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Educational leadership

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Sade Ma

on 27 November 2014

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Transcript of Educational leadership

DEFINITION

Educational Leadership is based on an understanding of pedagogy. Educational leaders should be authentic and have qualities and behaviors that allow understanding and facilitation of change. They create an environment for alignment of the culture and communication of a learning community, allowing the development and implementation of strategies to achieve desired specific outcomes to enhance teaching and learning.
CHANGE
STRATEGY
PROCESSES
PEDAGOGY
EDUCATIONAL LEADERSHIP
KNOWLEDGE
PRACTICES
RESOURCES
VALUES
TRUST
COMMUNICATION
QUALITIES AND BEHAVIORS
Mutual trust is key in the building of leader relationships: What matters most is people and relationships (Tamati, 2011)
Presentation By:
Marina Fox
Sheida Mahdavi
Roz Sorensen
Freddy Variava
Chris Whaanga
Quinlan, 2014

Providing continuity in teaching and learning
Validates success
Promotes equality in the learning community
Consolidates goals and achievement objectives
Transformative leadership

Whakamāramatanga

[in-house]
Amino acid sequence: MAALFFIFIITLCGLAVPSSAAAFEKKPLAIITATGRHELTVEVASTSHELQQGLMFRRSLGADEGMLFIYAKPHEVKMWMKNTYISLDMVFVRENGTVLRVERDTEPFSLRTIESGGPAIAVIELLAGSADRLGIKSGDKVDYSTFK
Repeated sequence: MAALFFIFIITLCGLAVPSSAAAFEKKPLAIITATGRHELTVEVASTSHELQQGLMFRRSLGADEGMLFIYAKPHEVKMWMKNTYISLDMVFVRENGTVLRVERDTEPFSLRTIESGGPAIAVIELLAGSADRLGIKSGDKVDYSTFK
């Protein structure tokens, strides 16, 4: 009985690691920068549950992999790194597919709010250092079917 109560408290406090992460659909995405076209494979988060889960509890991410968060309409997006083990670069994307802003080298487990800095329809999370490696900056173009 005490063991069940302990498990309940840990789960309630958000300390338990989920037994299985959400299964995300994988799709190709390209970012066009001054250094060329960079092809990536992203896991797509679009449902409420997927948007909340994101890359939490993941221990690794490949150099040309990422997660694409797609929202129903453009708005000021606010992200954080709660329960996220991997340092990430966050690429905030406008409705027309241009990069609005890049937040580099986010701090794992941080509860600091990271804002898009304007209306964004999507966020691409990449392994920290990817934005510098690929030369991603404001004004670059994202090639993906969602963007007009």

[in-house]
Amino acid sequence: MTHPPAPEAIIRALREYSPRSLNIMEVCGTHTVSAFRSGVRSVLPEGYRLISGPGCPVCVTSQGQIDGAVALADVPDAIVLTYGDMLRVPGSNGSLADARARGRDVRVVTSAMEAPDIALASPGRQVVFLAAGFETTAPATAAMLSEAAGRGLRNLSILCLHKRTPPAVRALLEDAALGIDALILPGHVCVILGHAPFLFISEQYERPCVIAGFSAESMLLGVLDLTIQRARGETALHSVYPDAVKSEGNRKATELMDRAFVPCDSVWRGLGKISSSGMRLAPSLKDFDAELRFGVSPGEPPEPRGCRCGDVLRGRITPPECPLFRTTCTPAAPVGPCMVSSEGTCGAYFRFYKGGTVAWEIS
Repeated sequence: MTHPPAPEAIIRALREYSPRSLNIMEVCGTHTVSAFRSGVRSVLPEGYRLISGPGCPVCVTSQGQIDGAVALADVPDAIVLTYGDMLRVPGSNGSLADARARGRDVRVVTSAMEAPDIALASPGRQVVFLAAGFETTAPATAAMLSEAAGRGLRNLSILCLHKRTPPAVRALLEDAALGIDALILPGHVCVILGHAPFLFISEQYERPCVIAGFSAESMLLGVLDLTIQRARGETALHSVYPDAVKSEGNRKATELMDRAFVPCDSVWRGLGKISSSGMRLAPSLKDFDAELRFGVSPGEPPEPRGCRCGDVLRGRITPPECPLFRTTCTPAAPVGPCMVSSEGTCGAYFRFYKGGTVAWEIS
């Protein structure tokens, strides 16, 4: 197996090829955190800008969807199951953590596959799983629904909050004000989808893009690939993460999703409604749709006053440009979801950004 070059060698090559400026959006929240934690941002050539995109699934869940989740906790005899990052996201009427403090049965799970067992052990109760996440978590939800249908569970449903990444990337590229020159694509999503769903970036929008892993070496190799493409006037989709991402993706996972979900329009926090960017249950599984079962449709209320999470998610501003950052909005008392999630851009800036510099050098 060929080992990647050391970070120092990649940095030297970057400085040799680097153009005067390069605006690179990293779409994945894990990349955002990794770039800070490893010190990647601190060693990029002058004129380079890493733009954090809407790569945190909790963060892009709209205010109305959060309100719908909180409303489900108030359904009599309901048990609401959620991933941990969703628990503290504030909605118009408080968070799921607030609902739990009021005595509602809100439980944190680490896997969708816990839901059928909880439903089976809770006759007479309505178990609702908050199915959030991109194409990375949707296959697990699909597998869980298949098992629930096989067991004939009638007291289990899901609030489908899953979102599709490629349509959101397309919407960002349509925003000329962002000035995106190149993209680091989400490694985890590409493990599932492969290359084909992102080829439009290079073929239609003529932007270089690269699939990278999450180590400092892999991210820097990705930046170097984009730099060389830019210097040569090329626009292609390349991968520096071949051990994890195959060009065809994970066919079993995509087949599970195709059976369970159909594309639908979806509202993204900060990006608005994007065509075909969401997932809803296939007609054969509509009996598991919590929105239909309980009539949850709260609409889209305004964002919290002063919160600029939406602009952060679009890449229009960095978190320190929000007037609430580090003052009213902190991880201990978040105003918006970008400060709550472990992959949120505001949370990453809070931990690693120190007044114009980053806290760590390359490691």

Pūkenga Whakaako
Whakaritenga
Mōhiotanga
Whakapāpātanga
Whakanekeneke
Rauemi
Ngā Tirotiro
Whakawhanake
Ūara
Whakawhirinaki
Quinlan, 2014

Student Learning
Distributed Leadership with the intention of success in teaching and learning
Being professionally prepared for teaching and learning
Having an academic community which create a student centered ethos
Ako (teaching and learning) embodies the understanding that learning is reciprocal: we all have something to teach, and we all have something to learn. (Ministry of Education, 2012) How this is done remains the focus of individual organizations and educational leaders.
Ngā Huanga me ngā Whanonga
Being considerate,
Being trustworthy and having
personal integrity, (Bryman, 2007)
Educational leaders clearly communicate:

Shared beliefs (Waters, 2004).
Direction (Bryman, 2007).
High expectations related to student achievement (Blase & Kirby, 2009).
Educational leaders create educationally powerful connections (Robinson, Hohepa & Lloyd, 2009).
CULTURE
Tikanga
Leaders can foster a learning culture by envisioning it and communicating the vision for a process of learning to become part of the culture (Argyris & Schon, 1996).

In a learning culture leaders seek feedback and are willing to ask for and accept help. They are also willing to try new ways of doing things, hence, reflection and experimentation should be strongly held values and leaders must make both time and resources available for members to engage in these practices to solve complex problems (Cardno, 2012, p40).

Leaders need to focus on their own inner lives – their senses of self – so they are modeling lives of purpose, meaning and integrity (Quinlan, 2014)
Engages others in a clear and relevant strategic vision and direction with an emphasis on learning needs (Bryman, 2007).